I used to consider this as the most boring of Jane Austen's works but now I see it in a new light. It has many beautiful scenes of human character the most interesting is the way in which she captures Fanny's sweet and humble personality. She is a very unlikely heroine caught between knowing what is right and wanting to please her relations, between not wanting to think evil of anyone but being the only one who sees the true evil in others. She is, as everyone finds, the firm rock in the midst of a busy sea of people with their highs and lows, virtues and vices. (Ladybug)[6]


Although part of the broader Austen fandom and served by the same fannish infrastructure, Mansfield Park fandom is somewhat different from that of other novels. As none of the adaptations is particularly popular, picspam is less common than for other Austen. There is a lot of discussion, with popular topics including:

  • the character of Fanny Price;
  • the possibility of redemption for Henry and Mary Crawford;
  • the slavery question;
  • comparisons with Pride and Prejudice;
  • the adaptations.

Fanny Wars

Disputes over the character of Fanny led to this warning for subscribers to AUSTEN-L:

Without a doubt, the most disputed topic on AUSTEN-L is: --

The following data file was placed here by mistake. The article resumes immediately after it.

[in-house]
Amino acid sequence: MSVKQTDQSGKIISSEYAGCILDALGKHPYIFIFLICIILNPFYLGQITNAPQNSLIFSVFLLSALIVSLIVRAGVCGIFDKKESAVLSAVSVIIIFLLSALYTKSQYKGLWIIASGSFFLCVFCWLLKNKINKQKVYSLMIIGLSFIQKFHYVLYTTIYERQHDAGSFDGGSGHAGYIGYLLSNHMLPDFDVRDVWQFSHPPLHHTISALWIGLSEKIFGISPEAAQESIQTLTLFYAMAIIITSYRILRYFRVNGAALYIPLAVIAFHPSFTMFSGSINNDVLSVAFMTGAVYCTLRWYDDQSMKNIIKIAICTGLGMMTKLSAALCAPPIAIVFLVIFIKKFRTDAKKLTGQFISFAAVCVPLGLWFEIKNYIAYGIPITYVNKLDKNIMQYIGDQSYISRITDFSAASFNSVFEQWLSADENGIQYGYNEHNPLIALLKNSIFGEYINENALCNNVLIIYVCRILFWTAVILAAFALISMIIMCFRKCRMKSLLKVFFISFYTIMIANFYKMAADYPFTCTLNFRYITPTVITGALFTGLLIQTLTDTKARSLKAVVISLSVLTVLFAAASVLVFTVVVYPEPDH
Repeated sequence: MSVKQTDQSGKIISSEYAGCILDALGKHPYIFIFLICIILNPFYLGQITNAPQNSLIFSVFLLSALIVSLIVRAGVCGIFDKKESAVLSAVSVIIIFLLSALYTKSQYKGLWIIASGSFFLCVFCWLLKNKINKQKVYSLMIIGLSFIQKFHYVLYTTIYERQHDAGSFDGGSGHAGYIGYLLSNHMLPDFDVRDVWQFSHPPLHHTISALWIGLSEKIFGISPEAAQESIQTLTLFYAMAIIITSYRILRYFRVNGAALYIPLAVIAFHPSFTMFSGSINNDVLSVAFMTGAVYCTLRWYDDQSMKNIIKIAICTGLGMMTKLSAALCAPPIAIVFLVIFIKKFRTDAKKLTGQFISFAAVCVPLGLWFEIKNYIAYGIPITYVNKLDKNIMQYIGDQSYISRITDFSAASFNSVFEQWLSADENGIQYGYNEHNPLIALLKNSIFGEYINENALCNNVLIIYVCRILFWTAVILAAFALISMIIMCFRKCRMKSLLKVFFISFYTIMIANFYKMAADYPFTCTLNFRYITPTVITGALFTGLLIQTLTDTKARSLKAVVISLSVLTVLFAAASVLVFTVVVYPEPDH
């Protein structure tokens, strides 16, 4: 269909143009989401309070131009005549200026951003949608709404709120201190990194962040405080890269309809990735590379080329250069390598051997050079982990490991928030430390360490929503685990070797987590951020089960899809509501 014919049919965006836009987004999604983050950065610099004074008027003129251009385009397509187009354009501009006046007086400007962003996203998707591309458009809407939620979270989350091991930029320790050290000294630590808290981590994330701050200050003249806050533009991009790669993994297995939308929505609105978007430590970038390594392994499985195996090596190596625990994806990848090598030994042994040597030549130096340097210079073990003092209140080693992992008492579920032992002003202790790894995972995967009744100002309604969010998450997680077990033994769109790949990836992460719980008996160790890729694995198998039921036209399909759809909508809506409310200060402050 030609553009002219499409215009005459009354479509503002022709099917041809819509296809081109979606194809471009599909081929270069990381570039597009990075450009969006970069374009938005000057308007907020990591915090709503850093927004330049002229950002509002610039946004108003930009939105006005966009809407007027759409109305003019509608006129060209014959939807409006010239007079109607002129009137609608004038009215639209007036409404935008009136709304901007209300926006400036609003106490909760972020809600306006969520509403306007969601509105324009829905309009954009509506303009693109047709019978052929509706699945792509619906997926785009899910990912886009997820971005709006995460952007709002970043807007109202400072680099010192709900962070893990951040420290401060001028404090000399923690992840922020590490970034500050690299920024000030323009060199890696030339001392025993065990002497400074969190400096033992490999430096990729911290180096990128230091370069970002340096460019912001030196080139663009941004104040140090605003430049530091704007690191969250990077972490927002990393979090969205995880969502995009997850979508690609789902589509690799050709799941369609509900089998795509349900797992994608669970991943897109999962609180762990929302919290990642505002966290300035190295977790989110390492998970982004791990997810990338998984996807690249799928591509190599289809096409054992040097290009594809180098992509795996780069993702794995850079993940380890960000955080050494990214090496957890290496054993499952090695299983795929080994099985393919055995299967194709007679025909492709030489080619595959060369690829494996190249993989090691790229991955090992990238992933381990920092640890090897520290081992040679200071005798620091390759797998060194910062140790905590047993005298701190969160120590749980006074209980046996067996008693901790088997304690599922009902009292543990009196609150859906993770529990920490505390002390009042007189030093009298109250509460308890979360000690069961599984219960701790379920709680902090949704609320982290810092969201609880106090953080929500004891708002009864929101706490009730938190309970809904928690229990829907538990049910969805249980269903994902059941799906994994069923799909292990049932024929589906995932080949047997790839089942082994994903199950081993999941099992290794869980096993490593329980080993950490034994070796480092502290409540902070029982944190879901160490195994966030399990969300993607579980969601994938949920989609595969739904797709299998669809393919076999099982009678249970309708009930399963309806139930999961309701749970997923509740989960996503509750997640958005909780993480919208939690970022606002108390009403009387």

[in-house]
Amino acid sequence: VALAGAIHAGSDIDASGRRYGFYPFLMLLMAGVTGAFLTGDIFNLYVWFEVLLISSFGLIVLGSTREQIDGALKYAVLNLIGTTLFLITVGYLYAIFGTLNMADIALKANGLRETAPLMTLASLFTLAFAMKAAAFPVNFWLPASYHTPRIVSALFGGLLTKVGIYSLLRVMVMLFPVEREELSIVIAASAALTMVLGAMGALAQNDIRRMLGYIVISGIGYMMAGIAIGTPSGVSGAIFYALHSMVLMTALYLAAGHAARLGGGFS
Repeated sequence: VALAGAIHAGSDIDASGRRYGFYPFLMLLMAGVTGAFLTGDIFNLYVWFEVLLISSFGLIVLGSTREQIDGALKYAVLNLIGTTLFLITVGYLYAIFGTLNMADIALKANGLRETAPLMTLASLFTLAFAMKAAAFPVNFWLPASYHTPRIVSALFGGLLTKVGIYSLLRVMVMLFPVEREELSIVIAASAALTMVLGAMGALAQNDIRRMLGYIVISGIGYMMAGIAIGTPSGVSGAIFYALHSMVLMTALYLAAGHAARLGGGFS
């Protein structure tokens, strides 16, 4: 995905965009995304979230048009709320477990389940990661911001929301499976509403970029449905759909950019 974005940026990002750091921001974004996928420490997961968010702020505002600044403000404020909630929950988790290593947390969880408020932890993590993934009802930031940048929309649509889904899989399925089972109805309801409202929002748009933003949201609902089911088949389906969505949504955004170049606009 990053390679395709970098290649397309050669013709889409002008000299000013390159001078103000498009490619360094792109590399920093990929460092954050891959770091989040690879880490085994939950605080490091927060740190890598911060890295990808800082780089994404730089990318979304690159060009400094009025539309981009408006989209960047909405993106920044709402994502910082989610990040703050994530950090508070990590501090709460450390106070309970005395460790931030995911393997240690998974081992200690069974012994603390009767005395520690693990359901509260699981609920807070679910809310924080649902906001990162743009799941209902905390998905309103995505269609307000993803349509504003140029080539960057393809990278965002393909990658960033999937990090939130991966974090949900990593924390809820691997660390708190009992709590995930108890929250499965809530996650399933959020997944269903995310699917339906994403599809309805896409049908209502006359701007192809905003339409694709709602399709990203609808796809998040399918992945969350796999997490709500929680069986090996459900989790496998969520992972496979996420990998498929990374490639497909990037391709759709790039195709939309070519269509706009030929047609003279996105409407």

Miss Fanny Price
The heroine of Mansfield Park has always been a controversial topic on AUSTEN-L, and we have had periodic "Fanny Price wars", which one should avoid exacerbating needlessly and gratuitously. Therefore if you have just subscribed, and are new to the list, then it would be advisable, before you post any standing questions or urgent reflections about Miss Price, to take into account the current state of any discussions of the topic on the list, and especially whether or not a "Fanny Price war" has just ended (in such a case, your posting may serve to fan the dying embers of argument into fresh flames, just when many list members were beginning to breathe a sigh of relief); to check on this, you can retrieve or search the list archives. Meanwhile, you should be careful about casually throwing around words such as the following in reference to Miss Price: `"insignificant", "moralizing prig", "feeble", "dull", or "nebbish" -- not because these are necessarily objectively wrong, but because on AUSTEN-L they are what the U.S. Supreme court has termed "fighting words".[7]